Chris Hemsworth emerges as not just the star of the film, but as a fully formed movie star full stop. He can do action, he can do comedy and he can even handle drama, or at least the lightweight drama required of a superhero movie. Even though he's built like a freight train and has the scraggly blonde hair of a young Courtney Love, he brings a vulnerability to the role that is crucial to making the film work as anything other than empty spectacle. The central thread to the story is one of an extraordinary being learning to become a man, as opposed to most superhero movies which follow the opposite arc. After being banished for his arrogance and hotheadedness, he must learn humility and selflessness in order to regain what he has lost. It's essentially Beauty and the Beast, but a version in which "The Beast" looks like the world's sexiest lumber mill worker.
Smartly, the film hides the fact that he needs to become a better person to regain his powers from Thor himself, which makes his development over the course of the film feel more natural than if he were just trying to act nicer to achieve a goal. With the exception of the breathless, action-packed opening, which includes a Lord of the Rings-aping prologue depicting Asgard's war with the Frost Giants and Thor's heavy-handed (and heavy-hammered) actions that lead to his exile, the film actively withholds a lot of the expected action from the audience, instead focusing on Thor's time on Earth, his blossoming humanity and his growing friendship with Jane (ably played by Portman, who doesn't bring a huge amount to the film but doesn't really need to given the nature of the material). The time spent working on that aspect of the story creates heart amongst the talk of gods, science and political scheming, and even gives the final moments of the film an emotional punch that I honestly never would have expected from a Thor movie.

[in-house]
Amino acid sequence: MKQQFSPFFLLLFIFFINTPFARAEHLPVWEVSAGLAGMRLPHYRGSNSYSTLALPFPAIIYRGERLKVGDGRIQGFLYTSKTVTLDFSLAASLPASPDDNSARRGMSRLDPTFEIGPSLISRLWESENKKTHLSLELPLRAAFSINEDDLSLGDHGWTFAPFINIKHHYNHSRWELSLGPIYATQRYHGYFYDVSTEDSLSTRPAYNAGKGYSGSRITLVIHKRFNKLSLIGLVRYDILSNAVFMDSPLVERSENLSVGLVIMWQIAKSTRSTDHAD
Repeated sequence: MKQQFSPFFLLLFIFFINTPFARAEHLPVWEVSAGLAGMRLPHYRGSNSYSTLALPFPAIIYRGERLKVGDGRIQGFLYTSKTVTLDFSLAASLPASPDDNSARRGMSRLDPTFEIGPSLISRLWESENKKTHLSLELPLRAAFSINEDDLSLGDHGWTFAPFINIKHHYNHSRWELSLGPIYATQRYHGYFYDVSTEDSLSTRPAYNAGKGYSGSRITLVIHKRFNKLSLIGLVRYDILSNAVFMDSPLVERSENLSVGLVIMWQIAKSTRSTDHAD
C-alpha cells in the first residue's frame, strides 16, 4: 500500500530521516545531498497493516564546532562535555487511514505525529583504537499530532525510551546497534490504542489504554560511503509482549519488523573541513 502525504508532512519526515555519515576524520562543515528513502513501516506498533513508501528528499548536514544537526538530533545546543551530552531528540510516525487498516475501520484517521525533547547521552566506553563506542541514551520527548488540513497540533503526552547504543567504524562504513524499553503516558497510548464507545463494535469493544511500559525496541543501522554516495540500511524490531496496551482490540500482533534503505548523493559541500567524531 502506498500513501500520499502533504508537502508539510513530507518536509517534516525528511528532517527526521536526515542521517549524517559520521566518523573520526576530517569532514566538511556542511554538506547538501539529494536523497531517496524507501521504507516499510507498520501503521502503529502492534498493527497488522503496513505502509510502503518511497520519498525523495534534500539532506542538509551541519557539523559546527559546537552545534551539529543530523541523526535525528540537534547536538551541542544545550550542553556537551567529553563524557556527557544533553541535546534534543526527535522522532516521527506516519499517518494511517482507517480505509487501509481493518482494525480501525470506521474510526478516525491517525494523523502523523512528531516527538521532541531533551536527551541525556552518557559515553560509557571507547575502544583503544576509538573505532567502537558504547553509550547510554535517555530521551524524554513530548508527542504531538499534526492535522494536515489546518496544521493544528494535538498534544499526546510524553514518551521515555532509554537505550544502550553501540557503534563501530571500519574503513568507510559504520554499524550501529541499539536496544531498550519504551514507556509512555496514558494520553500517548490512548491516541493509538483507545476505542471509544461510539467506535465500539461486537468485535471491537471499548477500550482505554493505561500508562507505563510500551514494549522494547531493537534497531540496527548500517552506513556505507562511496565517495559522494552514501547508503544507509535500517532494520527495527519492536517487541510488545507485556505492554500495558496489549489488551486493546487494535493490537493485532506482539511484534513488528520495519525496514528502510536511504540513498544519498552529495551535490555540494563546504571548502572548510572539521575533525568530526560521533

Despite succumbing to the usual temptation of all summer blockbusters to turn their final acts into long strings of incoherent violence, Thor is pretty great. It earns its slip into formula with a preceding two-thirds of smartly self-aware comedy, a great ensemble cast and characters who are sympathetic, be they gods or men, good or evil. If the rest of the films released this summer have half the heart, wit and excitement of Thor, then it'll be one hell of a year.